Click here for free, printer-friendly, "butterfly life cycle" worksheet (1st, 2nd grade).
To grow into an adult, every butterfly goes through 4 stages in its life: egg, larva, pupa and adult. Each stage looks completely different and serves a different purpose in the life of the insect. This process is called complete metamorphosis (transformation or change in shape). Butterflies, moths, beetles, flies and bees have complete metamorphosis. Grasshoppers, crickets, dragonflies, and cockroaches have incomplete metamorphosis. The young (called a nymph) usually look like small adults but without the wings.
A butterfly starts life as a very small, round, oval or cylindrical egg. The egg shape depends on the type of butterfly that laid the egg. Females lay their eggs on or near the plants that will later be eaten by the caterpillar, when it hatches. Many species of butterflies lay a lot of eggs at once so that at least some of them survive. The eggs are laid very close together.
The next stage is the larva. This is also called a caterpillar if the insect is a butterfly or a moth. When the egg hatches, the caterpillar will start to eat the leaf they were born onto. Each caterpillar type likes only certain types of leaves. Since they are tiny and can not travel to a new plant, the caterpillar needs to hatch on the kind of leaf it wants to eat. A caterpillar's exoskeleton can't stretch or grow, so the caterpillar sheds its skin, or molts, four or more times as it grows.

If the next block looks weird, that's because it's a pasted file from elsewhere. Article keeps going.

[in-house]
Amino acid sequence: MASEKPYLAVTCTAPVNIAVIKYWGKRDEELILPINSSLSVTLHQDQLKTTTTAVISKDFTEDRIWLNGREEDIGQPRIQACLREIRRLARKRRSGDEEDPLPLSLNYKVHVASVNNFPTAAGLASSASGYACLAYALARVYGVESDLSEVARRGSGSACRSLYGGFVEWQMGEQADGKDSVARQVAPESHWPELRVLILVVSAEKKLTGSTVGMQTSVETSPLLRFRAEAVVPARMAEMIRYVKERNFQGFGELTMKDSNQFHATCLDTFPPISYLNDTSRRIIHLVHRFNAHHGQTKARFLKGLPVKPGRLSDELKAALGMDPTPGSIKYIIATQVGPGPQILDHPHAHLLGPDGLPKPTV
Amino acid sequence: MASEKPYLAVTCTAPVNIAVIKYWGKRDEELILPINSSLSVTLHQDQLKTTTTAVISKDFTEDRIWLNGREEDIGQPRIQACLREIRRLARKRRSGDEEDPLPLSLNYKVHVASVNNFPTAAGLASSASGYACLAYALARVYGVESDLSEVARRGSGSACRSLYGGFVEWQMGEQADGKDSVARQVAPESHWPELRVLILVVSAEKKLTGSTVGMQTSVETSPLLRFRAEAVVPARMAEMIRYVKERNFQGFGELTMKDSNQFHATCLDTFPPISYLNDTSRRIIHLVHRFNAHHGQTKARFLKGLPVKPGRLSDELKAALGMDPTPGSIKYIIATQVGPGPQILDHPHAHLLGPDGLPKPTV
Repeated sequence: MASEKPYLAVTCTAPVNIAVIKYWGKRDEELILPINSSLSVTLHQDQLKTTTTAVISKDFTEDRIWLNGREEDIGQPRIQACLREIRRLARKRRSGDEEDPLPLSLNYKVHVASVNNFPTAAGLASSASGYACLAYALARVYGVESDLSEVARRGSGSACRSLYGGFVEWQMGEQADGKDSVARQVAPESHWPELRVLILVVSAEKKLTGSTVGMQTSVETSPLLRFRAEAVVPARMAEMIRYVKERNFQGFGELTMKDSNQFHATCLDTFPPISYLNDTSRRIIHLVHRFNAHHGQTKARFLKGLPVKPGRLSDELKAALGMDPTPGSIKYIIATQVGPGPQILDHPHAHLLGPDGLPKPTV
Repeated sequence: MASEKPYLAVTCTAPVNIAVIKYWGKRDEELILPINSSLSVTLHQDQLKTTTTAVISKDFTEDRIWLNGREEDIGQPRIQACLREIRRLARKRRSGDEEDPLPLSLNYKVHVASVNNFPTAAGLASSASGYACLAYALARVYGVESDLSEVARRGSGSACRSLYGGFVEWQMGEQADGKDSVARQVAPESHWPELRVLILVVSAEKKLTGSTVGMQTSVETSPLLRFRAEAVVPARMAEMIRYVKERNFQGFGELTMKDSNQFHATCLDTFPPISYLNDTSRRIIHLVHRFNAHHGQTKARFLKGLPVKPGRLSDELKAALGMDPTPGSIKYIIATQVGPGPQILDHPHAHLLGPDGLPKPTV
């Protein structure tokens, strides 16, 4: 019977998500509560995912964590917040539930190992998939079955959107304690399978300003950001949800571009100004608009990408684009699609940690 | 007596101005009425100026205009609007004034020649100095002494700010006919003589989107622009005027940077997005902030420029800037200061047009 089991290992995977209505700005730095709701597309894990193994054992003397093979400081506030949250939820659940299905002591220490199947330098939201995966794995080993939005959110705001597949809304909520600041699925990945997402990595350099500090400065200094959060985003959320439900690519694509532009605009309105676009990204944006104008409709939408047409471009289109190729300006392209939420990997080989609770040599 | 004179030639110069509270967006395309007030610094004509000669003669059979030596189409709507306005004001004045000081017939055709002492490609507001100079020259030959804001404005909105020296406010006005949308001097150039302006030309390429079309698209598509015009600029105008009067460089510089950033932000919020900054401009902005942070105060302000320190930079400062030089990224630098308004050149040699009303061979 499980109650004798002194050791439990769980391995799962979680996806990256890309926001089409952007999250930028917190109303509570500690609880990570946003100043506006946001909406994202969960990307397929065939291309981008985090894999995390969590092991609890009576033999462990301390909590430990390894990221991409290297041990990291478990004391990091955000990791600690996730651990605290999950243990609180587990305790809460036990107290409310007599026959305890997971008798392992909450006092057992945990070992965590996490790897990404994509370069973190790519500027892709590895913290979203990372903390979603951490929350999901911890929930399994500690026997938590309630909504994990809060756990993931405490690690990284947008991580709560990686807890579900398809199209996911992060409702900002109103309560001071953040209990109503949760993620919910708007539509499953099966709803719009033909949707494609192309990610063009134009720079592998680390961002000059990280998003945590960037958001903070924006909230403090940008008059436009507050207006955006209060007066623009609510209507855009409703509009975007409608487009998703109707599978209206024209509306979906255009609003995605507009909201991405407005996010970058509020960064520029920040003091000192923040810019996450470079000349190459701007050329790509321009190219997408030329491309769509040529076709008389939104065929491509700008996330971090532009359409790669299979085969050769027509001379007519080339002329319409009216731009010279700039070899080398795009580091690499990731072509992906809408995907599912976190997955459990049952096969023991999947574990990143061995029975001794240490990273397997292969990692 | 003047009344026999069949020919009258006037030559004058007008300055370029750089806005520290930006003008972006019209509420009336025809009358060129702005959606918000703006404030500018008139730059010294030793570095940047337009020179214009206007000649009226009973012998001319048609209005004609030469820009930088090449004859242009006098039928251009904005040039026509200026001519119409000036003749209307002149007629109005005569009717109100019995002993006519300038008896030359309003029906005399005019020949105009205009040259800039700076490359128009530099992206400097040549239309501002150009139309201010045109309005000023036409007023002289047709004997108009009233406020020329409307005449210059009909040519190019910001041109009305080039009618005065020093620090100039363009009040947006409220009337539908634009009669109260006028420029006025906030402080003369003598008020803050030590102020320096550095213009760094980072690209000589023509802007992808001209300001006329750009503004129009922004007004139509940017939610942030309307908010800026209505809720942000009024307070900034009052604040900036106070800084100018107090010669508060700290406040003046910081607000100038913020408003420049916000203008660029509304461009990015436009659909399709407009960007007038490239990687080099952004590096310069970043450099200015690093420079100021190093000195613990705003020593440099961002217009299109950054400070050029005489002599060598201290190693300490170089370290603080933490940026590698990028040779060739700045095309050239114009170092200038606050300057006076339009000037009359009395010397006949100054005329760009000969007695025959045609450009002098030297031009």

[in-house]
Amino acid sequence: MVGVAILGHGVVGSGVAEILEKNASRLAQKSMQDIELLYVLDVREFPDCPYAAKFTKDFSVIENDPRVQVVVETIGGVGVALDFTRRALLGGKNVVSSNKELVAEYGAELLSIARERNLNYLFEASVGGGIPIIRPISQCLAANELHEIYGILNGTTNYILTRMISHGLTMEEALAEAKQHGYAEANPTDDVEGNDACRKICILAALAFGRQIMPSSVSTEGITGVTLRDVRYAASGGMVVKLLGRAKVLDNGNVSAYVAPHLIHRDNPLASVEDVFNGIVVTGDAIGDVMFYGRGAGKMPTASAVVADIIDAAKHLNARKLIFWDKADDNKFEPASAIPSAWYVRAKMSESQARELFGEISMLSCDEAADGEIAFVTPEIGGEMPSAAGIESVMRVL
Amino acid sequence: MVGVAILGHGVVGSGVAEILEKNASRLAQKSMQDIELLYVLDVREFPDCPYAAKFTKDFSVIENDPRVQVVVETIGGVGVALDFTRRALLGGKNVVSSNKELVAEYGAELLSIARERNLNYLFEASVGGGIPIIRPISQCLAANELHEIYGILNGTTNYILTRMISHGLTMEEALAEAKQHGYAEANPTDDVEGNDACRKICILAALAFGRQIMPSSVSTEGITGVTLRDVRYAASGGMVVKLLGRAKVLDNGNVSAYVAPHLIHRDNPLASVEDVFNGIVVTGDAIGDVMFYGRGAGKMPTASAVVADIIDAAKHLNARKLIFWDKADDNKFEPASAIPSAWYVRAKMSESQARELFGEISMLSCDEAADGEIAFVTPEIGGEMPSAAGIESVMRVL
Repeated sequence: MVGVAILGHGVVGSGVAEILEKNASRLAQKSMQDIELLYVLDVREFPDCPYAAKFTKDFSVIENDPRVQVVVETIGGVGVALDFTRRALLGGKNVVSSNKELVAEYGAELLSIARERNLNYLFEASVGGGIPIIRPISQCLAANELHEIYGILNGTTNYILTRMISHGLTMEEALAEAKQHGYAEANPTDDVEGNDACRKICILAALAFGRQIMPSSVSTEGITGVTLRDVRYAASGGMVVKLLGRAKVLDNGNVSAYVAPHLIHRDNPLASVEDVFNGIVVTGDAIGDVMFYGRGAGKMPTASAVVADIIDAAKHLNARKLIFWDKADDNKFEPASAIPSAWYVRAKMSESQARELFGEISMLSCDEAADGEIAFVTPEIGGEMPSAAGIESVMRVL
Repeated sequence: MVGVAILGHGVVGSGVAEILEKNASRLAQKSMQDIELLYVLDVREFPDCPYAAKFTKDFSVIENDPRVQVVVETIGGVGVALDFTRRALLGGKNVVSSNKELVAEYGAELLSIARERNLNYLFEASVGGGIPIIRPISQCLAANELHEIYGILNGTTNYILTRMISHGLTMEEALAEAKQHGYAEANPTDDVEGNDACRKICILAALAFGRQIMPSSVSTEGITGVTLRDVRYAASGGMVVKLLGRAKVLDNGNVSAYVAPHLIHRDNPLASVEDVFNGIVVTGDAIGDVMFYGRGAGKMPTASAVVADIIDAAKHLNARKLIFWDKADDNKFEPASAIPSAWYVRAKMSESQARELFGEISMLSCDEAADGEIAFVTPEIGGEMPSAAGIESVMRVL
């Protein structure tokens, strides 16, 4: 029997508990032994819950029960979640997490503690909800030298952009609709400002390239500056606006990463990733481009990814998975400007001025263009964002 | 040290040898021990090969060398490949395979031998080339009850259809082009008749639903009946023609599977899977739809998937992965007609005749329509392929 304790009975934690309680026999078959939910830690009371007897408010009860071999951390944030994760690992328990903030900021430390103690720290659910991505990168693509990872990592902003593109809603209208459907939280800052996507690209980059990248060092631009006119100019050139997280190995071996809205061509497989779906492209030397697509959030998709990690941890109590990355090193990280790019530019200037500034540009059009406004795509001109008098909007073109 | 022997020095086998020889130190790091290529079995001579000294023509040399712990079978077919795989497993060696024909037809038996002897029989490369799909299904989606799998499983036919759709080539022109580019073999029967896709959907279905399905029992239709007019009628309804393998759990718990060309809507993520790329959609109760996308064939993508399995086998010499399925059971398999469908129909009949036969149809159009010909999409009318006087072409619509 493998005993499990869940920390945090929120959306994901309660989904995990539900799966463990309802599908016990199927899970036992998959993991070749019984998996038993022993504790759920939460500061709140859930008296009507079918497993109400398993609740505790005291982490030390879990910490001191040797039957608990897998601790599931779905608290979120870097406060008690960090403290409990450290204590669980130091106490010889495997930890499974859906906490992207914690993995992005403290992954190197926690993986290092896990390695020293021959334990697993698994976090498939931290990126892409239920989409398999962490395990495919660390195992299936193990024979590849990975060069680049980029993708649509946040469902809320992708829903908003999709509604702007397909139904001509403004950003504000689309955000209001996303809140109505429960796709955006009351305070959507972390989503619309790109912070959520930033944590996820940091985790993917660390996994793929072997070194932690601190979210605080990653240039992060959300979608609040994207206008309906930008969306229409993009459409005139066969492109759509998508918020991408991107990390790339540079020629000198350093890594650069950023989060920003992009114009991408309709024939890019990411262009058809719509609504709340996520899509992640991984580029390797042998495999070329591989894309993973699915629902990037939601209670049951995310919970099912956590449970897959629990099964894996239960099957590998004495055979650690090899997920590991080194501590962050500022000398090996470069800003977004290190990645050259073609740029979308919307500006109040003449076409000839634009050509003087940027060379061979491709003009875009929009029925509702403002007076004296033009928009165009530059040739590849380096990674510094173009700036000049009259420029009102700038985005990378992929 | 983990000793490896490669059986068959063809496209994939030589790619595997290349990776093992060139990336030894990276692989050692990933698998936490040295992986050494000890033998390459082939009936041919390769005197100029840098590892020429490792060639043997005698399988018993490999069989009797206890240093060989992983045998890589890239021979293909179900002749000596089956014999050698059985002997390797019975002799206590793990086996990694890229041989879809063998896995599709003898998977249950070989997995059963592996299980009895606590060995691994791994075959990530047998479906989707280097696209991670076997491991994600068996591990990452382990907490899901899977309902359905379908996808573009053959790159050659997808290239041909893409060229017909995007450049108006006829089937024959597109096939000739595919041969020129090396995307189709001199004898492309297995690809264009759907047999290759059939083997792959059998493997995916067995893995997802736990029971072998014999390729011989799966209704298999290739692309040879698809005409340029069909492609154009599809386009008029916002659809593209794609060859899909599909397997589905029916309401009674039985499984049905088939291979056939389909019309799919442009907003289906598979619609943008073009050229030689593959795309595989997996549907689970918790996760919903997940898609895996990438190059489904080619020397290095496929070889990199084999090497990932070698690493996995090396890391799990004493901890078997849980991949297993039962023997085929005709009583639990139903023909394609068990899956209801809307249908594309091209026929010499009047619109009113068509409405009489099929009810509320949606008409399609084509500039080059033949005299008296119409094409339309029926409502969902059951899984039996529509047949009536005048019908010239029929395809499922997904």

When the caterpillar is full grown and stops eating, it becomes a pupa. The pupa of butterflies is also called a chrysalis. It does not eat during this stage. The chrysalis of most species is brown or green and blends into the background. It is usually suspended under a branch, hidden in leaves or buried underground. The pupa of many moths is protected inside a cocoon of silk. Inside of the pupa, the caterpillar is rapidly changing. Most of its organs and other body parts dissolve and re-form into the organs, tissues, limbs and wings of the adult.
In stage four, the chrysalis opens. Soon a butterfly (imago) comes out. Its wings are folded up against its body. The butterfly or moth pumps blood into the wings to expand them. The adults have long legs, long antennae, and compound eyes. They can fly by flapping their large and colorful wings. Most butterflies eat by sipping nectar and other liquids through their proboscis, a tubular appendage that functions like a straw. The adult is the stage when butterflies and moths mate and reproduce, and when a female lays eggs on leaves, the butterfly life cycle will start all over.